The relentless “banter”, unlike my school days, continues long after the home time bell as young people connect through Instagram, Snapchat, Whatsapp, and the latest version of FIFA.

Filling each other’s bins

So why do they need these additional personalities? In primary school, young people “fill each other’s bins”.

Let me explain: young people learn to identify and exploit the weaknesses of other students, this can be name-calling, isolation, physical abuse or in some cases persecution. As a consequence they learn to “fill other people’s bins” in order to gratify their crumbling self-esteem.

Most worryingly they start to “fill their own bins” as any self-belief and self-worth is lost in layers of fake tan, false nails, eyelashes, hoodies and bling.

I meet so many, too many, teenagers who have lost their own identity, don’t appreciate their own beauty and have little or no hope for their future

So what chance a solution? I doubt we will discover one while schools remain hierarchical communities in which we judge each young person as a level or a grade.

We need to create schools with one super-conscious culture, which puts human relationships at the very heart and epicentre of all focus. School leaders need to establish one common culture in which every human being within its community is valued regardless of age, ability and status.

In super-conscious schools, all staff are valued and celebrated regardless of their status. Staff voice is as important as student voice. Effective school leaders recognise that the engagement and partnerships with parents is both important and crucial in creating a culture of mutual respect. Student and staff voice would be viewed with equal regard and their opinions listened to with integrity and intent.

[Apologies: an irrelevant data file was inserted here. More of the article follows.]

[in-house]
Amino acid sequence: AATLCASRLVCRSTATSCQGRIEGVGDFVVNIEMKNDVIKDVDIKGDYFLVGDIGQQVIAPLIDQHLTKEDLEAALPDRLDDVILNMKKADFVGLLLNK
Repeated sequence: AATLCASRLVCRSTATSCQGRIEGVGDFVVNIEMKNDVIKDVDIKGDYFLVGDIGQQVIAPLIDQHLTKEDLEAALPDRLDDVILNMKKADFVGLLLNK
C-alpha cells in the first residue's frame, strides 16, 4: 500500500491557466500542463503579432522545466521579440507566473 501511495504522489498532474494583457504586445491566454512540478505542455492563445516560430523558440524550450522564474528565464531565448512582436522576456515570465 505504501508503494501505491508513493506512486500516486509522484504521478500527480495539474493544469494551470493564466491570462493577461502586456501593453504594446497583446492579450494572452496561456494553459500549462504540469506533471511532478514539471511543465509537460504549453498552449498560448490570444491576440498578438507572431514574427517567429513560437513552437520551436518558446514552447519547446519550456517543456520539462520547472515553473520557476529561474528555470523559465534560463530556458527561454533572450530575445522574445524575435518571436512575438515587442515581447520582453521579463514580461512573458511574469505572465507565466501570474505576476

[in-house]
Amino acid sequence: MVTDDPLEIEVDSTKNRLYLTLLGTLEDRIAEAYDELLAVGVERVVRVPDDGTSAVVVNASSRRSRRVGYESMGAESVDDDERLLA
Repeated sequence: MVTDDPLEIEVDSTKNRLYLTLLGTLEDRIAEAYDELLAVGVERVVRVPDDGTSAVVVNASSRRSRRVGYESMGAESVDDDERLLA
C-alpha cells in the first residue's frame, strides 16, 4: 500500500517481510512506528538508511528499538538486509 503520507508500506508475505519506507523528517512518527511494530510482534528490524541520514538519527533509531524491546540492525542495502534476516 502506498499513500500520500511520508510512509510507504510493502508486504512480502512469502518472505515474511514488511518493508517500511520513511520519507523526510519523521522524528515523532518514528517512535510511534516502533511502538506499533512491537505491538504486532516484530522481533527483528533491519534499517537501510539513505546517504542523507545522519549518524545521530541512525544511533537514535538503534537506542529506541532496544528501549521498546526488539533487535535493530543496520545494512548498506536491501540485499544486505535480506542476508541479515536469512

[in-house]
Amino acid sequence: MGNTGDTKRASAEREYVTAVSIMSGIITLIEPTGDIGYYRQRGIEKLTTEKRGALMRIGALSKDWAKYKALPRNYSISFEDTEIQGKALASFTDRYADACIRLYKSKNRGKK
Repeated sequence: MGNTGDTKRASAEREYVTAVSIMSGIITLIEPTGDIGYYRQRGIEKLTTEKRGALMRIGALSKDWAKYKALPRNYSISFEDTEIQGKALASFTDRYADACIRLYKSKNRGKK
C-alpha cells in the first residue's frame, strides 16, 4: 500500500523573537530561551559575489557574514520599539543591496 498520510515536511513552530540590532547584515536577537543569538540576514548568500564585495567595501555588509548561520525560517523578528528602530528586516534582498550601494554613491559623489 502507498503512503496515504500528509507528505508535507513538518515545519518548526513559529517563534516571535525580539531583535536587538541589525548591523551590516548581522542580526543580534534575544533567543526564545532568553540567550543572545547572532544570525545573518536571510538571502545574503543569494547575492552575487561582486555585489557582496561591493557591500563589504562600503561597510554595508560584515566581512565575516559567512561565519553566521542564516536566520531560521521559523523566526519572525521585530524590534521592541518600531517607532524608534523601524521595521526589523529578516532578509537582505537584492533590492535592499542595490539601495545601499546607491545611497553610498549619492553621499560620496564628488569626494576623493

We are custodians of our future leaders and we should build curricula and schools that help develop a sense of hope, real confidence, intrinsic happiness and the ability to develop and sustain relationships, particularly with themselves.

We need to recognise and share individuality and uniqueness, we need to encourage young people to follow their hearts and passions and to choose a course of study that empowers and excites them.

We need to better understand and counter the forces that control youth culture and we need to ensure our children don’t need to play these games. Should we manage to make these adjustments, just watch the positive impact on attainment.

  • Graham Moore was a teacher for 13 years in a tough comprehensive school in Kirkby, Merseyside. During this time he was a form teacher, year head, director of sport and senior teacher with responsibility for teaching and learning. In 2004 he co-founded humanutopia, where he now creates and runs innovative courses and experiences for students and staff in schools across the UK. Visit www.humanutopia.com